Tko su bili jeleni dodirivači?

Tko su bili jeleni dodirivači?


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Prije otprilike 20 godina pročitao sam članak u jednom časopisu (ne mogu se sjetiti u kojem časopisu) o plemenu domorodaca (vjerujem da su bili sjevernoamerički) koji su imali tradiciju dodirivanje živih jelena. Skidali bi se u vezicu, gušili svoja tijela pepelom iz vatre kako bi prikrili svoj miris, zabijali travu i grančice u kosu, a zatim bi hodali vrlo tiho i polako (~ 80 sekundi po koraku) sve do jelena. Test je bio vidjeti mogu li prići jelenima, a da ih on to ne primijeti ili registrira da su živo biće, te im iščupati dlaku iz repa kao dokaz svog postignuća. Neke od tehnika koje su se koristile bile su pokušavati se ponašati kao grm, njišući se od povjetarca, neki su muškarci dobili kosu tako što su raširili ruke poput grana, dopuštajući prstima da pročešljaju jelenovo krzno dok je prolazilo, ne znajući za njihovu prisutnost, brzo čupajući rep kosa u posljednjoj sekundi.

Pokušavam ponovno otkriti ovo pleme ljudi, ali do sada nisam imao sreće u njihovom traženju. Zna li netko tko su oni bili?


"Čovjek koji dodiruje jelene", Bill Heavey, Field and Stream, listopad 2000., str. 44.

Članak je intervju prirodnjačkog autora Toma Browna mlađeg, koji tvrdi da ga je kao dijete podučavao izviđač Lipan Apača.


Povijest bijelog jelena

Znanstvenici vjeruju da su jeleni nekoć nastanjivali gorko-hladne regije oko Arktičkog kruga. Tek prije otprilike 4 milijuna godina prvi jeleni su migrirali u ono što danas zovemo Sjedinjene Države.

Jeleni su bili sastavni dio života domorodačkih Amerikanaca. Meso i koštana srž činili su veliki dio njihove prehrane. Indijanci su koristili kožu za odjeću, prostirke, deke, mrežice i slično. Izrađivali su vrhove strijela, toljage, udice za ribe i alat od kostiju.

Prvi doseljenici u Americi pirovali su se raznim životinjama, poput purana i tetrijeba. Tada su otkrili veliki virginijski bijeli rep. Američki starosjedioci naučili su koloniste kako učinkovito koristiti jelene, koristeći svaki komadić mesa, kože i kosti.

S vremenom je populacija jelena doživjela fluktuacije. Prvi veliki pad vezan je za trgovinu krznom. Američki domoroci ubijali su oko 5 milijuna jelena godišnje kako bi opskrbili trgovinu. Početkom 1800 -ih, zbog pada prodaje krzna i prirodnog širenja jelena na nova staništa, populacija je ponovno u porastu. Međutim, ovo povećanje nije dugo trajalo.

Rastući lov na tržnicama kasnih 1800-ih smanjio je populaciju bijelih repa na najniži nivo od 500 000, a u nekim je područjima novac i lova potpuno nestao. Godine 1900. donesen je Lacy Act, prvi savezni zakon o divljim životinjama. Lacy je zabranila međudržavni promet divljači i druge divljači, a iskorištavanje bijelih repa počelo se usporavati. 1908. godine 41 država osnovala je odjela za očuvanje, unapređujući zaštitu jelena.

Velika depresija bila je teška za Amerikance. No, došlo je vrijeme procvata bijelih repa na istoku, jugu i srednjem zapadu. Dok su ljudi hrlili iz zemlje kako bi ostavili život u gradovima, napuštene farme i kućna mjesta nikli su korov, žbunje i mladice. Biolozi i sportaši počeli su shvaćati da je promjenjivo stanište Amerike dobro za sve veći broj jelena. Nekada su se smatrali stanovnicima velikih, susjednih šuma, bijeli bi repovi zauvijek bili poznati kao životinje.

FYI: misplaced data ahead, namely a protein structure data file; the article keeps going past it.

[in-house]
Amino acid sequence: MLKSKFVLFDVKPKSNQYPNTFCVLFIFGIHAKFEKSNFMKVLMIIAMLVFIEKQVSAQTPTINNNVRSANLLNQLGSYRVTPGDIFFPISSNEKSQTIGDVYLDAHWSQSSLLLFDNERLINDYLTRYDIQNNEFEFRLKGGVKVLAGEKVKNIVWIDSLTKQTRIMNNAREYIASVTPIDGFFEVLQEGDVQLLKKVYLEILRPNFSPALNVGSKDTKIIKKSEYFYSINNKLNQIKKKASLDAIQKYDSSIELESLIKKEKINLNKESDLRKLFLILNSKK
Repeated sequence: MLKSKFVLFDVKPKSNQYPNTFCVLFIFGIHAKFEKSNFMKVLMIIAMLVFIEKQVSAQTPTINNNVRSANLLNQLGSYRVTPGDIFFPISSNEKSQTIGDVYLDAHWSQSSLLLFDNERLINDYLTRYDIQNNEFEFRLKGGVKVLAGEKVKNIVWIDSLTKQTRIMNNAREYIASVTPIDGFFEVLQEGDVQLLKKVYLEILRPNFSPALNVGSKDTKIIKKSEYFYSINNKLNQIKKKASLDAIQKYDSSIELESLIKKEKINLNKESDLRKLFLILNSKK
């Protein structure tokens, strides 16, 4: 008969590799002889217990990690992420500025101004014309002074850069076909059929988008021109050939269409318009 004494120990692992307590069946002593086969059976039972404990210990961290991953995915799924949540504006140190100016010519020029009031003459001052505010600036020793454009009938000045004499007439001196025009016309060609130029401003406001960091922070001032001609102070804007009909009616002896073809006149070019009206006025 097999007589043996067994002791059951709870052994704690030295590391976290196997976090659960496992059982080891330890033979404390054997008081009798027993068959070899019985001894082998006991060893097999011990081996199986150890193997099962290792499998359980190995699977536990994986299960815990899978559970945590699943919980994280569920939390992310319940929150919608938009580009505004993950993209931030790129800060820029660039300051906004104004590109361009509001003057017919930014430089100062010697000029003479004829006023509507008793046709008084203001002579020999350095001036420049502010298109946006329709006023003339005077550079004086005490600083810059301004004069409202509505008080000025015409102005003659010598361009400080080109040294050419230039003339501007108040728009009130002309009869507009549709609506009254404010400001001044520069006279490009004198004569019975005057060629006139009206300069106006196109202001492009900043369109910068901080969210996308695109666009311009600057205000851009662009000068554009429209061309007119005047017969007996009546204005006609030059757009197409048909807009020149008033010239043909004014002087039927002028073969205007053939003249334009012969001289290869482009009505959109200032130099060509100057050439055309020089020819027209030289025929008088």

Krajem 1950-ih, biolog po imenu Crockford razvio je sustav pištolja za hvatanje jelena. Ta je tehnologija, zajedno s budućim izumima poput topovske mreže, odigrala ključnu ulogu u uspješnom opskrbljivanju bijelih repa diljem Sjedinjenih Država.

Do 1970. godine populacija bijelog repa neprestano je rasla u donjih 48 država. Lovci su godinama smatrali da je zločin ubiti srnu. No, značajna studija iz 1974. to je promijenila. Znanstvenica M.L. Walls je otkrio da bi dugoročno upravljanje rastućim stadima jelena trebalo uključivati ​​berbu i dolara i grla. Države su postupno počele provoditi sezone lova “na dane ” i “bez guste ’.

Populacija bijelih repa nastavila se povećavati tijekom 1980 -ih i#821790 -ih. Upravljanje čvrstim jelenima bio je jedan od razloga. A onda je došlo do širenja prigradskih naselja. U mnogim regijama sve je više ljudi izgradilo obiteljske kuće u nekada ruralnim područjima, stvarajući šahovnicu “farmettes ” i malih posjeda. Programeri su isklesali podrume, golf igrališta i trgovačke centre na farmama i u šumama. Ironično, ovo je stvorilo idealna staništa za džepove i džepove za prilagodljiv bijeli rep, koji ima neobičan smisao za život uz čovjeka. Taj se trend nastavlja i u novom tisućljeću i nije bez svojih loših strana. Sve veći broj jelena uništava grmlje, voćke i usjeve, uzrokujući stotine milijuna dolara godišnje štete na srednjem zapadu, sjeveroistoku i jugoistoku. Sukobi jelena i auto u velikom su porastu.

Danas je bijeli rep, Odocoileus virginianus, najrašireniji jelen na svijetu. Znanstvenici prepoznaju 30 podvrsta bijelog repa u Sjevernoj i Srednjoj Americi, te još osam u Južnoj Americi. Sjevernoamerička populacija bijelog repa procjenjuje se na 20-25 milijuna životinja. Bijeli rep daleko je najpopularnija igra u SAD -u, koju svake jeseni lovi oko 11 milijuna lovaca.


Povijest John Deera - od ranog pluga do poljoprivrednih traktora

Traktor John Deere jedna je od najtrajnijih ikona američkog života na farmi. Tvrtka za proizvodnju traktora John Deere osnovana je 1837. godine, a priča o njezinom osnivanju usko je povezana s razvojem čeličnog pluga. Deere -ova želja za poboljšanjem nesavršene konstrukcije pluga rezultirala je osnivanjem onog što je 177 godina postalo vodeća traktorska tvrtka u svijetu, danas poznata kao tvrtka Deere.